For more information on this matter or any other civil rights and government liability questions, contact Ami at aimbrogno@mrrlaw.com or 440.505.2713.

Ami is an Attorney in MRR’s Cleveland office and focuses her practice on civil rights and government liability defense, employment and labor defense, public sector law, and education law.

 

US Supreme Court holds that Cell-Site Data is Generally Protected by the Fourth Amendment

By: Ami Imbrogno

Technology has changed rapidly over the past 50 years.  Indeed, just 15 years ago, most people did not imagine that they would be carrying the entire world wide web in one pocket or purse, or that all of their movements would be tracked via cell phone. As technology has developed, more people have become increasingly concerned about the sheer amount of data that is collected by mobile telephone devices, and how this data could be used to invade their privacy. One of last week’s decisions from the Supreme Court, Carpenter v. United States, addressed how privacy concerns, vast amounts of electronic data, and the Fourth Amendment could intersect.

Eight years ago, a string of robberies took place in Michigan and Northern Ohio. Police obtained phone numbers of some suspects involved in the robberies, and subpoenaed cell-site location information (CSLI) for the numbers, absent a search warrant, which they used as evidence placing Carpenter nearby each of the robberies at the times they occurred.  It is not uncommon for law enforcement to obtain this information, and this type of evidence is sometimes even used in insurance fraud prosecutions.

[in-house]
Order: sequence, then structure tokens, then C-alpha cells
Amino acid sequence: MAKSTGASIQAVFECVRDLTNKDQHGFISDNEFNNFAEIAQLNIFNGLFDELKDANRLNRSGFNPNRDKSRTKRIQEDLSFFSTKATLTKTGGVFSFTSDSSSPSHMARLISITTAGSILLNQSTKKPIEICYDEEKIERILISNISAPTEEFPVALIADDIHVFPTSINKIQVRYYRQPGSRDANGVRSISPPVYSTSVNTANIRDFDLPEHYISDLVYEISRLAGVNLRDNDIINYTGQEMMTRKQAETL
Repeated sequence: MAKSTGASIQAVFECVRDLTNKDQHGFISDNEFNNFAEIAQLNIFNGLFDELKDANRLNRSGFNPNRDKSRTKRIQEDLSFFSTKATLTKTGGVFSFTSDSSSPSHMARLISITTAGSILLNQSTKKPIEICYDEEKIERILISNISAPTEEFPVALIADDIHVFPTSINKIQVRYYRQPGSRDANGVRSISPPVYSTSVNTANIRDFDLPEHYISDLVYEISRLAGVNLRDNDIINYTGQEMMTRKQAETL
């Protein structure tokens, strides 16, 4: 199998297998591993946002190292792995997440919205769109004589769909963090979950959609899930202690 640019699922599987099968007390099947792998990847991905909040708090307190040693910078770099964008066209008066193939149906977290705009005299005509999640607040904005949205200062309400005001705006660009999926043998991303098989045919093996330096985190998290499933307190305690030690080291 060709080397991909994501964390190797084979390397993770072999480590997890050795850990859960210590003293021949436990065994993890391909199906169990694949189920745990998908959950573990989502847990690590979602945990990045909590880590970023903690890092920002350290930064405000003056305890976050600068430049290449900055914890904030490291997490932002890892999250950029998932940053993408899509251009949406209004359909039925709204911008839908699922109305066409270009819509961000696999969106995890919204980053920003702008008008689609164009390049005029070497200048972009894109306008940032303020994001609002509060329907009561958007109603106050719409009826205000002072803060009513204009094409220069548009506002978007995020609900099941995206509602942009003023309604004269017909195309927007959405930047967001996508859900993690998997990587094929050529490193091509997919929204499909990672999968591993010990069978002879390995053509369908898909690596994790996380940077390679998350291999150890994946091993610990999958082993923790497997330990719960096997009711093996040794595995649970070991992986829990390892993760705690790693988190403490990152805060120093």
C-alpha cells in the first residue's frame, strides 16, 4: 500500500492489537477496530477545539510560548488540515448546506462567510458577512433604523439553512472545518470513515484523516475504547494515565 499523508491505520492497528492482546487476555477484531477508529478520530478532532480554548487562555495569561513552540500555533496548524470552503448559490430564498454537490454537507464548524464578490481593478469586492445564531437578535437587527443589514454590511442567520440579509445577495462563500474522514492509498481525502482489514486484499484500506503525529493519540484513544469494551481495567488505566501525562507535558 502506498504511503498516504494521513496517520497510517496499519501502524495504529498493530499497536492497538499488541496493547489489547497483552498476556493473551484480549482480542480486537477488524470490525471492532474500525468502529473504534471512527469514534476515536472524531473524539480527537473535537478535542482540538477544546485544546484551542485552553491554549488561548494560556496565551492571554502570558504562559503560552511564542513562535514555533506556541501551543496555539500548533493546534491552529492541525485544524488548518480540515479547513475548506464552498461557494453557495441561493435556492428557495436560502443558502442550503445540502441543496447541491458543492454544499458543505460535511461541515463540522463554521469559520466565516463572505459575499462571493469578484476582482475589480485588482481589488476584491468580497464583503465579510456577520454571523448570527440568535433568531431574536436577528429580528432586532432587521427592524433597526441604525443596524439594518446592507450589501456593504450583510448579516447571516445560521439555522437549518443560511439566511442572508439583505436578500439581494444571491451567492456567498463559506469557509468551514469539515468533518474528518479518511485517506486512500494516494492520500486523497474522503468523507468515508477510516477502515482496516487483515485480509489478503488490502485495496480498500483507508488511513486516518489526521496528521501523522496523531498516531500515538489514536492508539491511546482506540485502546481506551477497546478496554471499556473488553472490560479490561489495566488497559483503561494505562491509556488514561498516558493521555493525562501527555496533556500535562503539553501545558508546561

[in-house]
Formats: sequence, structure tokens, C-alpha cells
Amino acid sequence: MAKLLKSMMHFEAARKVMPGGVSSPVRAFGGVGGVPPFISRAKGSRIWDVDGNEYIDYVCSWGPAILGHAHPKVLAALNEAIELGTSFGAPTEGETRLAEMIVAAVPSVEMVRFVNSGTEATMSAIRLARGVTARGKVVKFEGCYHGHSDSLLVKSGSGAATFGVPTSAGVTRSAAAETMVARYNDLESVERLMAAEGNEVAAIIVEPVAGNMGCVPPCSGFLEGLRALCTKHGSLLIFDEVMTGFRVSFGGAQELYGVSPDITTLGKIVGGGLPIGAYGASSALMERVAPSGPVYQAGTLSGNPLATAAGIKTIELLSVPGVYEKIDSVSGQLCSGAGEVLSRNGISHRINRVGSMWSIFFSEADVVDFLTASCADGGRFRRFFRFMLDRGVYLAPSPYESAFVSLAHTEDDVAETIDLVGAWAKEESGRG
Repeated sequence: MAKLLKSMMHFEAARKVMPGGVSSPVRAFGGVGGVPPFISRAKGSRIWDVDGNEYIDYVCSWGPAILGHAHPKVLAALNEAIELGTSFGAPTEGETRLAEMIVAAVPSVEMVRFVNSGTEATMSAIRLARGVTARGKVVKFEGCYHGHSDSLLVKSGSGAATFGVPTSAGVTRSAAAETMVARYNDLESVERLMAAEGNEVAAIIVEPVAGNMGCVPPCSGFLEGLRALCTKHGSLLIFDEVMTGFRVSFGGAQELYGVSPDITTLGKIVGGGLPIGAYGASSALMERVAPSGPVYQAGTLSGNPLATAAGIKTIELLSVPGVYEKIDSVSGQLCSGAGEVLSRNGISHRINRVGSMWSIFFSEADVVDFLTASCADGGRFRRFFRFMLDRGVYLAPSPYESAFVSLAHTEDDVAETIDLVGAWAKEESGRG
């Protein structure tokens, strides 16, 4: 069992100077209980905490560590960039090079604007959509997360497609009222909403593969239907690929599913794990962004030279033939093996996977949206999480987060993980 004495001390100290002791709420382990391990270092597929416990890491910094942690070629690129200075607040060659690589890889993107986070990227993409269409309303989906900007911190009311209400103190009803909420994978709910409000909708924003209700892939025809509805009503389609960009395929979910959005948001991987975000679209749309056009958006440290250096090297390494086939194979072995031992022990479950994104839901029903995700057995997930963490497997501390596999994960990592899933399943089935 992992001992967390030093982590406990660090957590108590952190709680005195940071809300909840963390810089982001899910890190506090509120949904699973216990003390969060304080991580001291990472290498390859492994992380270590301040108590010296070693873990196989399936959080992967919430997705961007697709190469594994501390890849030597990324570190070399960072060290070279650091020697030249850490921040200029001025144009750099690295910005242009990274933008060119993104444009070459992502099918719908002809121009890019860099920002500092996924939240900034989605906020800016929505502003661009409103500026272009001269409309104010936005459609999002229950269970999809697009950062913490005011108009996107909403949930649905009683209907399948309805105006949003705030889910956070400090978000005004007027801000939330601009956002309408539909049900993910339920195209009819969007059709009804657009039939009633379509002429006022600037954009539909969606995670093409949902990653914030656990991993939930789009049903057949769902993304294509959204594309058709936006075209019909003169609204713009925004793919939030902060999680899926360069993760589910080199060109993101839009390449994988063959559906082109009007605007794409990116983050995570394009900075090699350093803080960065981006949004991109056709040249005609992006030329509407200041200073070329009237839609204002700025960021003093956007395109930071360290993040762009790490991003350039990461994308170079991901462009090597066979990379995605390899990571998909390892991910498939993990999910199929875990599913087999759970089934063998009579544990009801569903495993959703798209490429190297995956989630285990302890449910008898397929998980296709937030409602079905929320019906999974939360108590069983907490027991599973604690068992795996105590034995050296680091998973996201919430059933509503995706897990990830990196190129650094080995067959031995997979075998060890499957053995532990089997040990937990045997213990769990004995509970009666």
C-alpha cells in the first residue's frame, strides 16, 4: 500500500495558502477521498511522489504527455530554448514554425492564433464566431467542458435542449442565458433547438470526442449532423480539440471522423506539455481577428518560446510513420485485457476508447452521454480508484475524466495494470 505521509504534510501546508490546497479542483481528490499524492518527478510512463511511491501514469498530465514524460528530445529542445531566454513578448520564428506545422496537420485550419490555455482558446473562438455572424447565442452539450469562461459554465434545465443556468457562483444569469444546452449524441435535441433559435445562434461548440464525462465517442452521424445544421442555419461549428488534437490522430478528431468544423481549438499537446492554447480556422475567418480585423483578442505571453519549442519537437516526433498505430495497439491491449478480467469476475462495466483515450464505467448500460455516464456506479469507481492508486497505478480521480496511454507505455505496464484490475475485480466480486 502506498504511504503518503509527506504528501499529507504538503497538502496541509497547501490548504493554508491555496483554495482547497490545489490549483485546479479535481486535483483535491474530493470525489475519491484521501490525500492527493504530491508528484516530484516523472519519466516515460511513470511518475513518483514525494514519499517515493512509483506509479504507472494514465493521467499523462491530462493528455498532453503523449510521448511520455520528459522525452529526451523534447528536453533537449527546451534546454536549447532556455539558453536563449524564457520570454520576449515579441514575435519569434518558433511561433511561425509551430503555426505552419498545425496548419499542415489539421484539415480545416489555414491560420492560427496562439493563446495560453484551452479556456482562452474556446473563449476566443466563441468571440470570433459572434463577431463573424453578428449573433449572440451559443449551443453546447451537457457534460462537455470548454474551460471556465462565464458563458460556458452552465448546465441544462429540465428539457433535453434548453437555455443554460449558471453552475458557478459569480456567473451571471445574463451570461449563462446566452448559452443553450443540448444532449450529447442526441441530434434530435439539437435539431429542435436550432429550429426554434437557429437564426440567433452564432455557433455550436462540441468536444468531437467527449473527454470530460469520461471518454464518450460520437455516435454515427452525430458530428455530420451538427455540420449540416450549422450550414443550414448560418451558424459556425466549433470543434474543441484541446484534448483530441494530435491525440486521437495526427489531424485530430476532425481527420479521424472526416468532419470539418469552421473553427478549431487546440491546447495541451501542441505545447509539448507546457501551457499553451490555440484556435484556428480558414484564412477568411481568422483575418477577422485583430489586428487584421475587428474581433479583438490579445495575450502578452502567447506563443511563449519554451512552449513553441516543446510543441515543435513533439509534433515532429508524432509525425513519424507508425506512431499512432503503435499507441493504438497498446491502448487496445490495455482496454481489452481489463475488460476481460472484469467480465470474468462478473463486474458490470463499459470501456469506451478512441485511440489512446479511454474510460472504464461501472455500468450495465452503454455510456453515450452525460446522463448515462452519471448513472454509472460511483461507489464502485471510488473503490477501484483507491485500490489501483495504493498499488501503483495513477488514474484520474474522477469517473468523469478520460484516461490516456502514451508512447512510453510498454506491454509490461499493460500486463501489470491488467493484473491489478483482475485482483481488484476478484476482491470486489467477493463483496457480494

Under the Stored Communications Act, the police did not need or a warrant supported by probable cause to obtain these records from Carpenter’s cell phone provider, but instead, only needed “reasonable grounds” for believing that the records were “relevant and material to the ongoing investigation.”  Carpenter moved to suppress the CSLI evidence, alleging that it was the product of an illegal search under the Fourth Amendment.  The trial court denied the motion, and the Sixth Circuit affirmed the denial based on a decades-old concept called the “third-party doctrine.”

The third-party doctrine was an eventual product of the Supreme Court’s 1967 landmark decision Katz v. United States.  In Katz, the Court announced the rule that under the Fourth Amendment, a “search” occurs when the government intrudes into a sphere in which one has a reasonable expectation of privacy, so long as society is also prepared to recognize that expectation as reasonable. In Katz, the court determined that one has a reasonable expectation of privacy in a conversation held within a closed telephone booth – a concept that seems foreign to those living in 2018.  Since 1967, Fourth Amendment “search” jurisprudence has been based on Katz. Specifically, in the late 1970s, the Court held in United States v. Miller and Smith v. Maryland that one has no reasonable expectation of privacy in papers or effects that he or she trusts to the hands of a third party – i.e., banking records or records of phone numbers dialed.  Thus, the third-party doctrine was born.